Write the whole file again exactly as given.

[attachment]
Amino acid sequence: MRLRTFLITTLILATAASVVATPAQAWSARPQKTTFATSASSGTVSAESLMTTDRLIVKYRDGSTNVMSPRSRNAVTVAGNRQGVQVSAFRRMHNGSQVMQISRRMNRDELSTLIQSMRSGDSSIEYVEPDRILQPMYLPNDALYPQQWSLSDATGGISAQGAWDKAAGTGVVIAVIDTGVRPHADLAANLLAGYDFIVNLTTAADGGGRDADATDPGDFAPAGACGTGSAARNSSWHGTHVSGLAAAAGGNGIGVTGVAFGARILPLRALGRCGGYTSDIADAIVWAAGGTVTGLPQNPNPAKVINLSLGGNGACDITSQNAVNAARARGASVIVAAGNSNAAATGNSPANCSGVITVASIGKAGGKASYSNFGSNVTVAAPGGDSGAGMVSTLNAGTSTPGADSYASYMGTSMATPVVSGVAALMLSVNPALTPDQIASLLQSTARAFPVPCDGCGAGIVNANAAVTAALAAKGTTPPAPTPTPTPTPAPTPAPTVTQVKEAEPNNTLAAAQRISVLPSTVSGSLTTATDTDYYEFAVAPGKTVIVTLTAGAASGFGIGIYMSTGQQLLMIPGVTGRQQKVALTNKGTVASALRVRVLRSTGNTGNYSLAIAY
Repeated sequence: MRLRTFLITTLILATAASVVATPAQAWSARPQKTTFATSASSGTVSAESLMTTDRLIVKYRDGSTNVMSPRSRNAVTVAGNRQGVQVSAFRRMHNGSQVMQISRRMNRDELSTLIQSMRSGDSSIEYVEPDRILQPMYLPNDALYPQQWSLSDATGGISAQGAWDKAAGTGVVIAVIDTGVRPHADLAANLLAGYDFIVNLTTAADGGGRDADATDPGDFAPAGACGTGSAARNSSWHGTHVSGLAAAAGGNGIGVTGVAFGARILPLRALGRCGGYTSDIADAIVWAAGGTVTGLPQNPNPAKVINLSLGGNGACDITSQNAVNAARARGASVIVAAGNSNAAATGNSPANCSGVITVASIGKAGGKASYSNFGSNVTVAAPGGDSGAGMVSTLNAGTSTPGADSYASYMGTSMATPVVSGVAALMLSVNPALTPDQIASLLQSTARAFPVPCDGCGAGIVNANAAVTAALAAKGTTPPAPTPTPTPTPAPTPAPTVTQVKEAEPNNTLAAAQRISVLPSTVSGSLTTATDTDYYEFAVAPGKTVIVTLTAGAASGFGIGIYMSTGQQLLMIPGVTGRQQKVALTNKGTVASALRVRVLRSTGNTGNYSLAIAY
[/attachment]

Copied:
Amino acid sequence: MRLRTFLITTLILATAASVVATPAQAWSARPQKTTFATSASSGTVSAESLMTTDRLIVKYRDGSTNVMSPRSRNAVTVAGNRQGVQVSAFRRMHNGSQVMQISRRMNRDELSTLIQSMRSGDSSIEYVEPDRILQPMYLPNDALYPQQWSLSDATGGISAQGAWDKAAGTGVVIAVIDTGVRPHADLAANLLAGYDFIVNLTTAADGGGRDADATDPGDFAPAGACGTGSAARNSSWHGTHVSGLAAAAGGNGIGVTGVAFGARILPLRALGRCGGYTSDIADAIVWAAGGTVTGLPQNPNPAKVINLSLGGNGACDITSQNAVNAARARGASVIVAAGNSNAAATGNSPANCSGVITVASIGKAGGKASYSNFGSNVTVAAPGGDSGAGMVSTLNAGTSTPGADSYASYMGTSMATPVVSGVAALMLSVNPALTPDQIASLLQSTARAFPVPCDGCGAGIVNANAAVTAALAAKGTTPPAPTPTPTPTPAPTPAPTVTQVKEAEPNNTLAAAQRISVLPSTVSGSLTTATDTDYYEFAVAPGKTVIVTLTAGAASGFGIGIYMSTGQQLLMIPGVTGRQQKVALTNKGTVASALRVRVLRSTGNTGNYSLAIAY
Repeated sequence: MRLRTFLITTLILATAASVVATPAQAWSARPQKTTFATSASSGTVSAESLMTTDRLIVKYRDGSTNVMSPRSRNAVTVAGNRQGVQVSAFRRMHNGSQVMQISRRMNRDELSTLIQSMRSGDSSIEYVEPDRILQPMYLPNDALYPQQWSLSDATGGISAQGAWDKAAGTGVVIAVIDTGVRPHADLAANLLAGYDFIVNLTTAADGGGRDADATDPGDFAPAGACGTGSAARNSSWHGTHVSGLAAAAGGNGIGVTGVAFGARILPLRALGRCGGYTSDIADAIVWAAGGTVTGLPQNPNPAKVINLSLGGNGACDITSQNAVNAARARGASVIVAAGNSNAAATGNSPANCSGVITVASIGKAGGKASYSNFGSNVTVAAPGGDSGAGMVSTLNAGTSTPGADSYASYMGTSMATPVVSGVAALMLSVNPALTPDQIASLLQSTARAFPVPCDGCGAGIVNANAAVTAALAAKGTTPPAPTPTPTPTPAPTPAPTVTQVKEAEPNNTLAAAQRISVLPSTVSGSLTTATDTDYYEFAVAPGKTVIVTLTAGAASGFGIGIYMSTGQQLLMIPGVTGRQQKVALTNKGTVASALRVRVLRSTGNTGNYSLAIAY